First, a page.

I serve in kids ministry and we do our best to work about a month ahead, especially for bigger events like Holy Week. In reflecting on my lesson for Good Friday I got wrapped up in something so very basic, the name “good Friday”. It’s not good at all. it’s the day we brutally murdered the man who was perfect, who came for the saving of the world. I had this flippant thought, “Shouldn’t it be called bad Friday?” It’s is an important Christian holiday commemorating the crucifixion of Jesus Christ, and it is observed with solemnity and reverence around the world. However, every single year, every time it’s mentioned I can’t help but to find it amusing, if not perhaps a bit ironic that this day is called “good” Friday, despite the fact that it marks the death of the central figure of our faith. So I thought, let me take a bit of a deep dive into why it’s called good historically, and why we call it good today. If for no other reason than to try and prevent the laughter from happening In my head.

The exact origin of the name “Good Friday” is uncertain, and there are several theories. One theory suggests that the name comes from the Old English phrasing of “God,” who is “holy,” and so it may have been called Holy Friday or “God” Friday and later it was changed to “good” in modern English. Another theory suggests that it comes from the Latin phrase “Dies Sanctus,” which means “holy day,” and was later translated to “Good Day” and then eventually into Good Friday in English. Yet another theory suggests that the name “good” was meant to be ironic or sarcastic, as it is in other phrases like “good grief” or “good riddance.”

Despite the uncertainty surrounding the origin of the name, one thing is clear: Good Friday is a somber day for Christians. It is a day of mourning and reflection, a time to remember the sacrifice that Jesus made for humanity. Jesus was arrested, tried, and condemned to death by crucifixion on the Friday before Easter Sunday. His death is the ultimate act of love and selflessness, as he gave his life to save humanity from sin and death.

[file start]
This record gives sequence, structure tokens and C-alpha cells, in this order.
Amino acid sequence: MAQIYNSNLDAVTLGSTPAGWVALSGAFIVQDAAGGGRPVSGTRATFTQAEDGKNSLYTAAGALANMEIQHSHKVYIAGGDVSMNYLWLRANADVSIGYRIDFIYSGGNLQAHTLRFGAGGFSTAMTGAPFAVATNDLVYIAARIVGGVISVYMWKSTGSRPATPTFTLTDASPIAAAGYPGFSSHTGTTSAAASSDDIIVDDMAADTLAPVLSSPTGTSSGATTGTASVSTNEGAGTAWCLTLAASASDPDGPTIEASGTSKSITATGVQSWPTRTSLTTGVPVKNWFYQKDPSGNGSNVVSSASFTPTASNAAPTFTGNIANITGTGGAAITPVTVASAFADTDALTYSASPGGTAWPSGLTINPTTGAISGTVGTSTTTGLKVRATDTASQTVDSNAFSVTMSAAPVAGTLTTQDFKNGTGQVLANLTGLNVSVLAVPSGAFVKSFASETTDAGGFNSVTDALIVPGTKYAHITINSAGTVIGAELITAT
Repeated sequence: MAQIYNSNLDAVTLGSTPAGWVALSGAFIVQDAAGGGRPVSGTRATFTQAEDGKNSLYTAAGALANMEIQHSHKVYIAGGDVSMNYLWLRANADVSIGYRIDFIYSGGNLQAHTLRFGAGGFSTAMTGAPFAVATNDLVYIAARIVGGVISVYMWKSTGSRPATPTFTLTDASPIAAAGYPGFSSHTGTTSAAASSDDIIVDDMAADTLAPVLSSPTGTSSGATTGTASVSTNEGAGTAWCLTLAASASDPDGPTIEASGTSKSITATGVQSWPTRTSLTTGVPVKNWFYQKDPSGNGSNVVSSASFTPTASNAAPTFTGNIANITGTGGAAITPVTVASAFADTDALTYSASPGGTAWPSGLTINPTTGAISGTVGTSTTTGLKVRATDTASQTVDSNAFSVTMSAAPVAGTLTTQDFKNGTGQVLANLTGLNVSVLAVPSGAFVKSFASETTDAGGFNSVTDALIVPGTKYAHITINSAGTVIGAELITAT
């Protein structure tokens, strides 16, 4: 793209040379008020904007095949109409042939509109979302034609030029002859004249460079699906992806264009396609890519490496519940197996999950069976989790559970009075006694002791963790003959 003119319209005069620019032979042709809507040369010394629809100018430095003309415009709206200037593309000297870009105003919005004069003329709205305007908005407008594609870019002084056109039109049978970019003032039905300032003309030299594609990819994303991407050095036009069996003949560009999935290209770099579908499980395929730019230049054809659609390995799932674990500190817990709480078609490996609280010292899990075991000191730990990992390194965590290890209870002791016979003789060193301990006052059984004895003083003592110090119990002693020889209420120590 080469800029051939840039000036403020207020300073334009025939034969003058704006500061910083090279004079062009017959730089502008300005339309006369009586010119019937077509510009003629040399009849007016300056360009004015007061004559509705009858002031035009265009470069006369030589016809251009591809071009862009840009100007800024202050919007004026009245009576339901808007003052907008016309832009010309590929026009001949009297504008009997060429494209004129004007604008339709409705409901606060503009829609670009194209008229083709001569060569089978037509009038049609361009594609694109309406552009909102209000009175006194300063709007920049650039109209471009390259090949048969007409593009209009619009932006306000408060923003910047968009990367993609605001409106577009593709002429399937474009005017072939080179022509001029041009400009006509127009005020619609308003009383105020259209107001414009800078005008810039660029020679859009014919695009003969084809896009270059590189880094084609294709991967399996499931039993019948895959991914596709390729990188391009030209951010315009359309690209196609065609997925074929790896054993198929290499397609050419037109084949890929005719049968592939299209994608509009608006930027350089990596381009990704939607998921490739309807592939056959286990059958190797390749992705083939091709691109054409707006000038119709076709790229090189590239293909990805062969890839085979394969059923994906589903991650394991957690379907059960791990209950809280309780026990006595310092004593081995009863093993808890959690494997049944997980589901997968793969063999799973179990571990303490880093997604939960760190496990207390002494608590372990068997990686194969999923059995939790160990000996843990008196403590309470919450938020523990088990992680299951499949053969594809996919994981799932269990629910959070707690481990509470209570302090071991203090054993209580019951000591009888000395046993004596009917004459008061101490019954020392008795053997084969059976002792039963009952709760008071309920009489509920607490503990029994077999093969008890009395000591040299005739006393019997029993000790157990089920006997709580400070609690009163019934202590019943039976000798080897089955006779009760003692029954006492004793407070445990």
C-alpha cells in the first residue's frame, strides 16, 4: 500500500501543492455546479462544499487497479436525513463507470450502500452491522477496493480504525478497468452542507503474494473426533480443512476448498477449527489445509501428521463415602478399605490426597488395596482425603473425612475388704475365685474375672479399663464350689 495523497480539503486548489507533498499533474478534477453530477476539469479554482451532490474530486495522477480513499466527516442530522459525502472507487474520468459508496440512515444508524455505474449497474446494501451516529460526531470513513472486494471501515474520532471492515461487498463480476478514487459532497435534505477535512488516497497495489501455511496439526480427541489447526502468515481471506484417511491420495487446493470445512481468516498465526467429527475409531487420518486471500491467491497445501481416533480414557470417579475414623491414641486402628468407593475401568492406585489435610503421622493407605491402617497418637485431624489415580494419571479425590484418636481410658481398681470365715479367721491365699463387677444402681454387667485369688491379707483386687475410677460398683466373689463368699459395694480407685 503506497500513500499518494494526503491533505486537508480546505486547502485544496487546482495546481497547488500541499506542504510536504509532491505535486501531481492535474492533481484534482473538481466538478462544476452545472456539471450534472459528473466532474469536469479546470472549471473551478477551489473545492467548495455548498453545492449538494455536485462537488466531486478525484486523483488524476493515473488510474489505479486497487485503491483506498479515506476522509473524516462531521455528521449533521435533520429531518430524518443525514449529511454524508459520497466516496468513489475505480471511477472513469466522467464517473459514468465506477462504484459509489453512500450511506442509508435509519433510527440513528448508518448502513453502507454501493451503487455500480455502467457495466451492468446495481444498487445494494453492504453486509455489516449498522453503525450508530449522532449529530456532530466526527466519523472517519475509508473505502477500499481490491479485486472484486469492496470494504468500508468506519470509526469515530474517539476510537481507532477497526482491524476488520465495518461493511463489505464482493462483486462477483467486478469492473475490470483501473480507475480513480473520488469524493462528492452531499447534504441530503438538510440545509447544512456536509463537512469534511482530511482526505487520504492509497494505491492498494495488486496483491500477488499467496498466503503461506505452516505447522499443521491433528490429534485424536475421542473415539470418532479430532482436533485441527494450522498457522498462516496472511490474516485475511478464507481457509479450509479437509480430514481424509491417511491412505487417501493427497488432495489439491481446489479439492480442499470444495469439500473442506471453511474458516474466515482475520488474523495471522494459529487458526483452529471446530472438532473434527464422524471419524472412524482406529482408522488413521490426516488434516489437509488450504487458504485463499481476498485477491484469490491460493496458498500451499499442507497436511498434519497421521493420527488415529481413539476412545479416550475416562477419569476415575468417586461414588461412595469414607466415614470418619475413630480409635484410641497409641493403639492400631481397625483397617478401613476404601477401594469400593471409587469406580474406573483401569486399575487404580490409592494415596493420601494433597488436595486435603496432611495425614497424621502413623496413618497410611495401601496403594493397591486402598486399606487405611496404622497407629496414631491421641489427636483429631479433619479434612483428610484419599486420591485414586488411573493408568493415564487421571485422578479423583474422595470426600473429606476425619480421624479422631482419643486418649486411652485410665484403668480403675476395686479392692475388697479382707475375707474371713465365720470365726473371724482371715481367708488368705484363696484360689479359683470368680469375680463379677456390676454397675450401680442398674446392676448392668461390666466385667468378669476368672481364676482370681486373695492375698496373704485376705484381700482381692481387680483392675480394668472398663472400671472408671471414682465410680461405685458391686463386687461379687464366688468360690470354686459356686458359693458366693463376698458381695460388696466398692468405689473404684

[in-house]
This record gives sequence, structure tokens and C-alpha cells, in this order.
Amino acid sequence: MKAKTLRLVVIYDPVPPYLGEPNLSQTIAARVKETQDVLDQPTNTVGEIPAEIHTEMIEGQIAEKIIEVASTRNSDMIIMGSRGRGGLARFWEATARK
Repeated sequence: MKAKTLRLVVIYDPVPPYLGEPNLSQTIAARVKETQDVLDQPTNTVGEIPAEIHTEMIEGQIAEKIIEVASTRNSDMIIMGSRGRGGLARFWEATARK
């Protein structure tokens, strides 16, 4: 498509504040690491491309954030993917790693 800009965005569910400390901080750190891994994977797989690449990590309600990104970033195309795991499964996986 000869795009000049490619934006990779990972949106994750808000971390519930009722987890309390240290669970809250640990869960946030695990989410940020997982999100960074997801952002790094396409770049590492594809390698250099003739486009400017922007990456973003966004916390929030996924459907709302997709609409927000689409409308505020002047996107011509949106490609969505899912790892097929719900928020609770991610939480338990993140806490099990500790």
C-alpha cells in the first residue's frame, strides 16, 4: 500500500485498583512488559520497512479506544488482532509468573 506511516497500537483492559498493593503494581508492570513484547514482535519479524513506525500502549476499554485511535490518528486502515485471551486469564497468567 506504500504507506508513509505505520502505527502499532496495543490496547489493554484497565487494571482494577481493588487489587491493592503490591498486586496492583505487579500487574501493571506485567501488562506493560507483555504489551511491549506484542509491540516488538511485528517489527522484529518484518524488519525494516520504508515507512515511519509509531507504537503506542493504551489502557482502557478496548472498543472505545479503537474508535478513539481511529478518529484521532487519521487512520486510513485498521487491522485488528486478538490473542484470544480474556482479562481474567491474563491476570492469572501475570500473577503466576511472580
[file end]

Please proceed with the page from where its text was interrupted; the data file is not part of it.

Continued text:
Given the solemnity of the occasion, it might seem strange to call this day “good.” After all, it marks the death of Jesus, the very person that Christians believe to be the son of God and the savior of the world. However, there are several reasons why this name is appropriate, despite its seeming irony.

First, the term “good” can be seen as a reflection of the ultimate good that Jesus’s death brought about. Jesus’s death and resurrection opened the gates of heaven, offering eternal life and forgiveness to all who are called to believe in him. This is the ultimate good news, and it is what Christians celebrate on Easter Sunday. In this sense, Good Friday can be seen as a necessary step towards the ultimate good of Easter Sunday.

Second, the name “good” can also be seen as a reflection of the idea that Jesus’s death was a victory over sin and death. By willingly giving up his life, Jesus conquered death and paved the way for eternal life for all who believe in him. This victory is seen as a good thing, even if the circumstances surrounding it were tragic and painful.

In conclusion, while it might seem funny or ironic to call the day on which Jesus was killed “Good Friday,” there are good reasons for the name. It reflects the ultimate good that Jesus’s death brought about, and it celebrates the victory that he won over sin and death. For Christians, Good Friday is a day of solemn remembrance and gratitude, as they reflect on the sacrifice that Jesus made for them. And so if you find it ironic, as I do, take a moment to reflect on the can’t that our good was the good that Jesus was always seeking, and so Good Friday was in fact His plan all along, and it couldn’t be called anything else.


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